Spy on the neighbours

Every cottager wonders what goes on when you’re not there. Security systems can help deter human intruders, but the real fun comes when you set up a game camera to see which animals saunter through the property.

Once the domain of professional wildlife biologists, trail cameras are heavily used by hunters, who want to know where and when to find their quarry.

The cameras are equipped with a motion sensor, which triggers the camera to shoot whenever something enters its field of view. Hunters use them to find trophy deer, but the cameras have also captured images of more elusive creatures. A trail camera image of a cougar in the Coldwater-Orillia area was part of the evidence confirming that wild cougars still exist in Ontario; another image in the Guelph area showed that there was a black panther in the woods – likely an escaped exotic pet.

You may not see any cougars, but a trail camera can be a fun way to see what else is living around the cottage. One cottage owner set up a camera after losing several large aspen trees, to see just how big a beaver he was dealing with (it was a big one – well over three feet long, not including its tail). Others have been surprised to see that bears and moose enjoy the property when the humans are gone. You may see elusive creatures like fishers (a large member of the weasel family), or just enjoy knowing how many rabbits, foxes, wild turkeys and other animals are around the cottage.

Most wildlife is active at night. Hunters prefer cameras that shoot in infrared, for fear of scaring animals away with a flash. Cottagers aren’t usually as concerned – in fact, if the animals is a beaver or deer that’s eating the landscape, startling them with a flash may actually be an advantage. Just be sure you’re not going to startle yourself or your guests if the camera is set up somewhere that you might wander after dark.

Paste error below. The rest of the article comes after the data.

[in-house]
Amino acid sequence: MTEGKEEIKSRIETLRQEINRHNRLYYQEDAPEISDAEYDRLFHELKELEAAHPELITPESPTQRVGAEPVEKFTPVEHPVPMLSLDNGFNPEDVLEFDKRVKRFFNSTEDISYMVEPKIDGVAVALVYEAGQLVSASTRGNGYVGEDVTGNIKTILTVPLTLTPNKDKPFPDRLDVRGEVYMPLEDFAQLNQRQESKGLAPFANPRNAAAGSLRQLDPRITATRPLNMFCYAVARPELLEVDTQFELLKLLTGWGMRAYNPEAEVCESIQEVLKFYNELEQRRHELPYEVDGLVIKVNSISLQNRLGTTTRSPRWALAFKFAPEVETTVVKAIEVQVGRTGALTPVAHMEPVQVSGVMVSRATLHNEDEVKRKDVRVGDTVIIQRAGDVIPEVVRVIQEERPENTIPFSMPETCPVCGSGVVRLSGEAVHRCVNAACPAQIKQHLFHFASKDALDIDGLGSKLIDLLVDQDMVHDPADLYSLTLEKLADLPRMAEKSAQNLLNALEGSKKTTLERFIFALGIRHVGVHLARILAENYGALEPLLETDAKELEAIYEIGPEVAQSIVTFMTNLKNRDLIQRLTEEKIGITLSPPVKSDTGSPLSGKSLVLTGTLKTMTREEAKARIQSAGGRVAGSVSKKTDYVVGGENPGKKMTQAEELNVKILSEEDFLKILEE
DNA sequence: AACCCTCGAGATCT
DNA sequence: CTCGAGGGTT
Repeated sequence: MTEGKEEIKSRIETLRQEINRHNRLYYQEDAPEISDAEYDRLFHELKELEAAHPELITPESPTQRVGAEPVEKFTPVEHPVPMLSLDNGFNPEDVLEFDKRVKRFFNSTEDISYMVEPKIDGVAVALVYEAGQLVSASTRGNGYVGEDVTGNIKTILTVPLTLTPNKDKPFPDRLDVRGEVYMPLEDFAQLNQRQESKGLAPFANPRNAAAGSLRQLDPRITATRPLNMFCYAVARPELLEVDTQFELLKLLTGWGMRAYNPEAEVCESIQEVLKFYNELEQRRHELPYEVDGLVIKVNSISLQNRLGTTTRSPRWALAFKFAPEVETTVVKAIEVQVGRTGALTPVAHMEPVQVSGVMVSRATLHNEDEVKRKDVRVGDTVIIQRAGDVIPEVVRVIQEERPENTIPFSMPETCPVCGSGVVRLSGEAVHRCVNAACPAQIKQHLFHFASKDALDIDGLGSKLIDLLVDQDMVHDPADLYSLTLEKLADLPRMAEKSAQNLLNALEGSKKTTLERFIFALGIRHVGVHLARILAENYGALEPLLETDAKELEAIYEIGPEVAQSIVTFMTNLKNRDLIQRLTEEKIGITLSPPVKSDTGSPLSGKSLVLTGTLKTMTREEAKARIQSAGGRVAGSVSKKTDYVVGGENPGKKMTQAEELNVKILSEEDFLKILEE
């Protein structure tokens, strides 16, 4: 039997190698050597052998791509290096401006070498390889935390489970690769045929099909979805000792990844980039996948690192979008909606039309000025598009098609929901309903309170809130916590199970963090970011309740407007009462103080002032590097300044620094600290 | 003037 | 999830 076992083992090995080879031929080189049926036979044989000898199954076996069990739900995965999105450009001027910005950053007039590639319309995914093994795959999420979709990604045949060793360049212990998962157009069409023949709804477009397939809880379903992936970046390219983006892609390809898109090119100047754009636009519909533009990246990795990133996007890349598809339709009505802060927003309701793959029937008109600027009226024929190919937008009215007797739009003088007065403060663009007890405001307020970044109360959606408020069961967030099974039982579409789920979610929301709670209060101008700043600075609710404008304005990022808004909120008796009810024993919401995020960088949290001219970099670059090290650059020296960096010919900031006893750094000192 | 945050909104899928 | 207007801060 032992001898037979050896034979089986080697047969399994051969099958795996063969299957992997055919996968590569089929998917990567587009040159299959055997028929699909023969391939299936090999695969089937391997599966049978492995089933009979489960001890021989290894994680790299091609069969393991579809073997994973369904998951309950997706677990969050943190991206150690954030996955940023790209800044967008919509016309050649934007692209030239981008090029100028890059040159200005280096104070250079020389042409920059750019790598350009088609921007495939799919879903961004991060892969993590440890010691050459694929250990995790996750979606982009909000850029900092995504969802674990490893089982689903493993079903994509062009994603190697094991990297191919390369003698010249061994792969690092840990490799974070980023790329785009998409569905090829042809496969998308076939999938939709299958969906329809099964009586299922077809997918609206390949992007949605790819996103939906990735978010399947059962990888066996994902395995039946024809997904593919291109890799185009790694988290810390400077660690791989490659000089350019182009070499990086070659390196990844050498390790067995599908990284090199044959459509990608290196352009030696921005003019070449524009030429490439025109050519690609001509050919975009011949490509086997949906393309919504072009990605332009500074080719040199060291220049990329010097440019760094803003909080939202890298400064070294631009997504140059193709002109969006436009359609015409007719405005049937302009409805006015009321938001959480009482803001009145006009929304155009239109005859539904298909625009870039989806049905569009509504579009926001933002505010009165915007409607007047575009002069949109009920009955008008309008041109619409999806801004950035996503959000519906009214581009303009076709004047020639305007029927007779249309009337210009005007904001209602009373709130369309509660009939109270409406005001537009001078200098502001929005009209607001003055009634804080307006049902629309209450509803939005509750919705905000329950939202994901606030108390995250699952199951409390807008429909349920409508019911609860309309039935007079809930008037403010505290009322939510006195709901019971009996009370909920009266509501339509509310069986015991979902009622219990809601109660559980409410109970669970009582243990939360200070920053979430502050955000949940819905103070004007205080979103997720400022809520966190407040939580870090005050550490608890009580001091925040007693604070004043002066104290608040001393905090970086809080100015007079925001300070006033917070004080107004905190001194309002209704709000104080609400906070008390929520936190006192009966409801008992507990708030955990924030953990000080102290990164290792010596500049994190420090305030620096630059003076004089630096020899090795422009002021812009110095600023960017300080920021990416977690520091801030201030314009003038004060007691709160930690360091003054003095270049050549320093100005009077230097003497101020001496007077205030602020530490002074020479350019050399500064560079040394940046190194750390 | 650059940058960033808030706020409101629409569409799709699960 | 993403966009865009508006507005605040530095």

Trigger speed is an important consideration when choosing your camera. It dictates how fast the camera will shoot, and how many images it can take, and it can be the difference between photographing a deer’s head or its rear as it exits the frame.

Remote access is a great option, allowing you to receive the images at home rather than waiting until the next time you’re at the cottage to download the images. And be sure to look at the battery life rating, so the camera can keep shooting through the winter. (Lithium batteries are the best for cold weather use.)

To position the camera, think about where the animals are likely to be. If you’ve seen deer droppings on the property, that’s a good place to start. If you’re not sure who or what is in the area, try setting it up with a wide field of view rather than focusing just on a small area. Facing north can help ensure you’re not getting images that are backlit by the sun.

Cameras are usually strapped to a tree trunk, around chest height. It’s quick and easy, but you may get better results by fastening them ten feet up on a branch. If the camera is on a trail, the height can also make it a bit less likely that it will be spotted by a person who decides that an expensive trail camera is just the thing to take home with them.

 

Posted in Connecting with Nature.